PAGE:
It is amazing how some frogs care for their young when frogs are generally known as ‘Cannibals’. There are quite a number of species of frogs that have their own ways of ‘parental care’ which is unusual and also interesting depending on how the anatomy of the frog (or toad) is OR just their own instinct. So, let’s learn more about them!
Marsupial Frogs (Gastrotheca)
Why are they named as ‘Marsupial’ Frogs? Well, the answer is obvious. Pouches, just like Kangaroos (eventhough is not really a real pouch for the marsupial frogs). About these amazing creatures in this frog kingdom, with the help of the male frog to gather as much eggs he can to relocate on the back of female frogs which the skin will then absorb the eggs into it to serve as a ‘pouch’ which is also known as the ‘dorsal brood pouch’. This method of ‘parental care’ is good because, usually many species of frogs left the eggs unattended in the wild and are expected to survive on their own since day one of hatching.
Giving you an example, one of the endangered species of the Marsupial Frog, Andean Marsupial Tree Frog. As the eggs are transferred to the back of the female frog and lasts for 5 to 6 weeks. During that point of time is when the eggs are ready to hatch into tadpoles inside the dorsal brood pouch of the mummy frog! Then, they are able to break out from the pouch of the female frog and continue their development from there where the metamorphosis will occur in a few weeks’ time!
Here comes my favourite part, the ‘mouth birthing’ of frogs. These frogs come with two different species Rheobatrachus silus and Rheobatrachus vitellinus, both can only be found in one place, Australia.
This is something that people should really appreciate this nature of animals, however, due to unknown reasons (more likely to be human intervention), both of the frogs with this kind of parental behavioural instinct are EXTINCT! But, the good news is that scientists are trying to ‘de-extinct’ them back to life!
As you can see from the 1st picture above, that is how the frogs care for its young. At first external fertilization will take place by the male, then the female would take the eggs or embryos into her mouth and swallow them. Most female frogs had around 40 ripe eggs, almost double that of the number of juveniles ever found in the stomach (21–26). This means one of two things, that the female fails to swallow all the eggs or the first few eggs to be swallowed are digested. But, the jelly coating of the eggs contains a substance that will help to stop the hydrochloric acid to digest the eggs. – Then when the hatches in to juveniles (or tadpoles), have this special mucus, to help to keep the mother’s stomach into a non-functional state. So, overtime the young developed in its mother’s body, her stomach grew larger and her lungs deflated and relies its skin to get oxygen to live .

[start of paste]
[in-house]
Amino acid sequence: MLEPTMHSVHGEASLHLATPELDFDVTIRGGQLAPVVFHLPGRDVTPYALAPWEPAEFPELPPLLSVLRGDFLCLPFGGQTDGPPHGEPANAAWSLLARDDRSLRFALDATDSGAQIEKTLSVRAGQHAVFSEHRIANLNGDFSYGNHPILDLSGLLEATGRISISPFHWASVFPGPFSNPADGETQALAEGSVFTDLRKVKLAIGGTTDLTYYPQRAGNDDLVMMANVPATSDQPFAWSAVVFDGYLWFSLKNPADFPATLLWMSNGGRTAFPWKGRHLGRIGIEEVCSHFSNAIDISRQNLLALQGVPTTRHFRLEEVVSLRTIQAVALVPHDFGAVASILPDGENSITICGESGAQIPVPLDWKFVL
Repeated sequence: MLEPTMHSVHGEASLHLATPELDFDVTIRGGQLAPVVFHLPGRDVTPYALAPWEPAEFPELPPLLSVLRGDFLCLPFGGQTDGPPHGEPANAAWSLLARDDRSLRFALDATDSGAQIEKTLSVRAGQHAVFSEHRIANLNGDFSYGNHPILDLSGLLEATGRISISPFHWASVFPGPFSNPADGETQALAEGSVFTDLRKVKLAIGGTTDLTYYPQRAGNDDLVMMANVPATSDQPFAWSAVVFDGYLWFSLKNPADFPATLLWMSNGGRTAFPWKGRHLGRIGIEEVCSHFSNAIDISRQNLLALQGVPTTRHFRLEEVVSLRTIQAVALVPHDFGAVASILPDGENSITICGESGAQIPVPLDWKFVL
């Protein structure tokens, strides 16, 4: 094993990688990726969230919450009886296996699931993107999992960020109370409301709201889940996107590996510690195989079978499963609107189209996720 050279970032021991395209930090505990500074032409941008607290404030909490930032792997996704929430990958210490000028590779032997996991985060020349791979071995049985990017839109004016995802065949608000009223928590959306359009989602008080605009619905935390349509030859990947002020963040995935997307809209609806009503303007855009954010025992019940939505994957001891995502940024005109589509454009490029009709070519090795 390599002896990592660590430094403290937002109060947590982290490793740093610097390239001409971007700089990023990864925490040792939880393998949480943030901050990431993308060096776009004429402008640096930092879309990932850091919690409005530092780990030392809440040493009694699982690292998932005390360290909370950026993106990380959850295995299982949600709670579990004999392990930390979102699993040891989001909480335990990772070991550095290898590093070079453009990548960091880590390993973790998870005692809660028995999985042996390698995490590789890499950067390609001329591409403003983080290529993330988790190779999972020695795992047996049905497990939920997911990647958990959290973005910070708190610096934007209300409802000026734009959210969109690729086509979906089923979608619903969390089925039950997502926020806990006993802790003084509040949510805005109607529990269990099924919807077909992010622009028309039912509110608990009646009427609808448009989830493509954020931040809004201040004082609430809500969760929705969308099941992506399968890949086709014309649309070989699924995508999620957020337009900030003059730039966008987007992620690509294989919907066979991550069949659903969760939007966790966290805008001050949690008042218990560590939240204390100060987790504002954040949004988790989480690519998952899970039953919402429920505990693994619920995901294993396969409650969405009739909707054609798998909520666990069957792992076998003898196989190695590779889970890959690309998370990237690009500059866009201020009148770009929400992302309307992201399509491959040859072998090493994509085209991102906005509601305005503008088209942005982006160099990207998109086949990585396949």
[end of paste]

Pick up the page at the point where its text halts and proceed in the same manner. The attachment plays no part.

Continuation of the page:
Lets see how the mother frog sacrifice itself to care for her young and its body had to adapt just to bear her own children!
Glad you had enjoyed reading this article and thank you very much! Don’t forget to be kind to one another and love your mum for all the sacrifices she have made just to make you happy, live and grow. – Frosch
Disclaimer: All pictures copyright to their respective owner(s).does not claim ownership of any of the pictures displayed on this site unless stated otherwise. jurongfrogfarm.com.sg does not knowingly intend or attempt to offend or violate any copyright or intellectual property rights of any entity. Some images used on are taken from the web and believed to be in the public domain. The pictures are provided for educational purposes only.
If any images posted here are in violation of copyright law, please contact us (firstname.lastname@example.org) and we will gladly remove the offending images immediately upon receipt of valid proof of copyright infringement.
My froggy Resources:
 : Tyler, M. J. (1994). Chapter 12, “Gastric Brooding Frogs”, pp. 135–140 in Australian Frogs A Natural History. Reed Books